Data for Social Good

Data for Social Good

Leveraging data and technology to drive policy, engage citizens, and improve governance. We believe that tomorrow’s leaders need to be able to understand data and guide technology’s evolving role globally to achieve social impact. From interacting with digital natives, to asking tough questions to solve interconnected problems, we convene and educate leaders on how to best leverage data and use technological tools to re-imagine governance and revitalize the social sector.

The Blockchain Ethical Design Framework

There are dramatic predictions about the potential of blockchain to “revolutionize” everything from worldwide financial markets and the distribution of humanitarian assistance to the very way that we outright recognize human identity for billions of people around the globe. This paper aims to demonstrate the capacity of blockchain to create scalable social impact and to identify the elements that need to be addressed to mitigate challenges in its application.

Published June 2018.


Accelerating the Sharing of Data across Sectors to Advance the Common Good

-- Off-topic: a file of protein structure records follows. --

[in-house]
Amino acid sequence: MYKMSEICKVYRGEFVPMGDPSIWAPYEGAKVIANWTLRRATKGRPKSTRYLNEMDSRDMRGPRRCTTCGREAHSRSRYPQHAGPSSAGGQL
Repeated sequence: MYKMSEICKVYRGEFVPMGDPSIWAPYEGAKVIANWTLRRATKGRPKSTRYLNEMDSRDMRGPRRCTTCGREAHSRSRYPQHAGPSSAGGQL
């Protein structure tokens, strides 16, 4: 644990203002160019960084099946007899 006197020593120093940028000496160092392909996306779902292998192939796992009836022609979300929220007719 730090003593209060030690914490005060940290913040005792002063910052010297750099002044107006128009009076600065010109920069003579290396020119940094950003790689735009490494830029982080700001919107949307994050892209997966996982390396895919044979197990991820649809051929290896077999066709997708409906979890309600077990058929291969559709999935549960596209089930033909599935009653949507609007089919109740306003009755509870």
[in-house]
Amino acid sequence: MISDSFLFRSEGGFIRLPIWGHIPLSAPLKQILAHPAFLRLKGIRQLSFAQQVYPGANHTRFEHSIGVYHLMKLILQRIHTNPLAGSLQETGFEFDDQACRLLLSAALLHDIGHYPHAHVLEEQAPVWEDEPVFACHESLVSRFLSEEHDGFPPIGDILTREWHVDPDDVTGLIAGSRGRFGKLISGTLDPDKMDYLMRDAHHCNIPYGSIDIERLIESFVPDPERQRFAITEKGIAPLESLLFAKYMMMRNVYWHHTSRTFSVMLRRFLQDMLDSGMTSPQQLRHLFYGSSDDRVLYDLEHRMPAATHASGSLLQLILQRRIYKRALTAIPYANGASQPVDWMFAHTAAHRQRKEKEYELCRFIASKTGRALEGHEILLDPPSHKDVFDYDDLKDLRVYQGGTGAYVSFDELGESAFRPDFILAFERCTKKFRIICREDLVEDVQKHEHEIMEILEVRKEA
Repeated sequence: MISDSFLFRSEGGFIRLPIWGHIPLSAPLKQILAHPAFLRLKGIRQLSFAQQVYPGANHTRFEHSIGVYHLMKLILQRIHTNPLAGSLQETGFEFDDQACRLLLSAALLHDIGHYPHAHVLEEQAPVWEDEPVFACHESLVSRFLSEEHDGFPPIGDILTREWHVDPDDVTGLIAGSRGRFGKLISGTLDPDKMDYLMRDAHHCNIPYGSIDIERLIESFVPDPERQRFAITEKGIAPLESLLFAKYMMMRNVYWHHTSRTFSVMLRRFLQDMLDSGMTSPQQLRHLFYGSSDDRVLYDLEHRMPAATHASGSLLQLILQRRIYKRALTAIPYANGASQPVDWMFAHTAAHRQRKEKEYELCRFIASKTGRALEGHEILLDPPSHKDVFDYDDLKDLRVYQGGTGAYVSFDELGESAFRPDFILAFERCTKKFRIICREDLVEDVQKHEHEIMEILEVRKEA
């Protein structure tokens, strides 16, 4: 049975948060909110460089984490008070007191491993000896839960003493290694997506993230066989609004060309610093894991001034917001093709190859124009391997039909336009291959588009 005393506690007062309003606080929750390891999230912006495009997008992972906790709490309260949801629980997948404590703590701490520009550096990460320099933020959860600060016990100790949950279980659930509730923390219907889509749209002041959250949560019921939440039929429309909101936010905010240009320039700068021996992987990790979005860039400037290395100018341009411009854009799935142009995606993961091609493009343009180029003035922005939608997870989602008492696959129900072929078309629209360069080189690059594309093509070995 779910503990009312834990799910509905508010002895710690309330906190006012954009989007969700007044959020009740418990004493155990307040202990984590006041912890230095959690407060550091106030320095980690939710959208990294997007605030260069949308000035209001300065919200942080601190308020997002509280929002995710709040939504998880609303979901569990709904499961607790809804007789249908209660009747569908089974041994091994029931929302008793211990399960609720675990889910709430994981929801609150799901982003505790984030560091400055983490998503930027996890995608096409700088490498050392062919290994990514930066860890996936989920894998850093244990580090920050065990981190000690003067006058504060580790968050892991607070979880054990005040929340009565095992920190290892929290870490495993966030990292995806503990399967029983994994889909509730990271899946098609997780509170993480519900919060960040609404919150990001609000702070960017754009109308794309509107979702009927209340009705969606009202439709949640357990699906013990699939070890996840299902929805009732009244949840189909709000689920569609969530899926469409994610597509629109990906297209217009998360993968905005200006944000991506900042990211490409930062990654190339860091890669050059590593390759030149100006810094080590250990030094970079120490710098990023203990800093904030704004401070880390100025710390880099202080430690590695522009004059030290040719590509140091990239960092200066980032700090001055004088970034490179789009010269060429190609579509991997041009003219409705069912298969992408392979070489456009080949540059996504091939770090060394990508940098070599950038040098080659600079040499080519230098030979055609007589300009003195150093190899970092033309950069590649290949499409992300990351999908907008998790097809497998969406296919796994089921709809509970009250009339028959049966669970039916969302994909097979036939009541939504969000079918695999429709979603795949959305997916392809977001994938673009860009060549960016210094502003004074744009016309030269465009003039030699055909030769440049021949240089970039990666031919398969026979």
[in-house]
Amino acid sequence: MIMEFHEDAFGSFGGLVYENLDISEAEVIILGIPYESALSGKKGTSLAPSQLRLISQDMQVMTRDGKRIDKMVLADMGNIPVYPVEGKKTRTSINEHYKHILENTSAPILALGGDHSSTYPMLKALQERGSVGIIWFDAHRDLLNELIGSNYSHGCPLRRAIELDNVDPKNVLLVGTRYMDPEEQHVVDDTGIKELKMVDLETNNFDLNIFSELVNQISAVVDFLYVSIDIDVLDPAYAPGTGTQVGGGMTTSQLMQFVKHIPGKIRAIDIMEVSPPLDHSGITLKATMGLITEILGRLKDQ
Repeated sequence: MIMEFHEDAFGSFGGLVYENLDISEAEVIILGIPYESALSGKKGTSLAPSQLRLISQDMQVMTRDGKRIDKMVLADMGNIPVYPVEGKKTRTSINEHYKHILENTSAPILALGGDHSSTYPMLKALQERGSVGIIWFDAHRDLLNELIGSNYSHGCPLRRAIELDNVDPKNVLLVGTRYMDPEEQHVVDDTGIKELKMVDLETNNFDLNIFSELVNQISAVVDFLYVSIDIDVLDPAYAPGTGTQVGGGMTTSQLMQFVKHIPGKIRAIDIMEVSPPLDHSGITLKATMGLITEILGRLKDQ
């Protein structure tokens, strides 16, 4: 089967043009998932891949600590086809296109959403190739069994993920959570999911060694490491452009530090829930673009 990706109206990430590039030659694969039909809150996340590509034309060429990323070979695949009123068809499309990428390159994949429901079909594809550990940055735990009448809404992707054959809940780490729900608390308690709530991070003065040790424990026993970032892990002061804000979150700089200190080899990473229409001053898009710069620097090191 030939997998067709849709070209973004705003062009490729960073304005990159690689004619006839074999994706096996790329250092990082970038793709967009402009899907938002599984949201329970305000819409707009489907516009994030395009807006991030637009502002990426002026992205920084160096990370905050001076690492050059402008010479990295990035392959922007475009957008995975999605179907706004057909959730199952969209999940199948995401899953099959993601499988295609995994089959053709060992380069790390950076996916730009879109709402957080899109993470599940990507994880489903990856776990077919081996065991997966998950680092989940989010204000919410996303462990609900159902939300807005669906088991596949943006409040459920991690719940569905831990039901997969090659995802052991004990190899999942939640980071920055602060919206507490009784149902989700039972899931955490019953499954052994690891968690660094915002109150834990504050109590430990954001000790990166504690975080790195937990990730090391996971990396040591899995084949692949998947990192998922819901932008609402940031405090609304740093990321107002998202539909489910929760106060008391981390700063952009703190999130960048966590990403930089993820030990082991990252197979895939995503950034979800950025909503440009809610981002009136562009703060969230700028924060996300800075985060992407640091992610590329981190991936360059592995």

This paper by Provost Robert Groves and Adam Neufeld provides a roadmap for sharing data across sectors and levels of government to address some of society’s urgent opportunities, understanding that the combination of public and private data sources could create real insights to provide better services to communities.

Published November 2017.


The Architecture of Innovation: Institutionalizing Innovation in Federal Policymaking

Produced in partnership with the McCourt School of Public Policy’s Massive Data Institute at Georgetown University, this publication provides recommendations for how the next presidential administration can pilot, iterate and scale innovative approaches to more effectively serve the needs of its citizens.

Published October 6, 2016.


The Architecture of Innovation: Executive Summary

In this abstract, we have highlighted the key take-aways and insights surfaced in our latest report, “The Architecture of Innovation.” In both the report and this summary, we have outlined clear recommendations and calls to action as to how government can organize for change at the highest levels to not only adapt and meet the challenges of today, but anticipate and meet the needs of tomorrow.

Published October 6, 2016.


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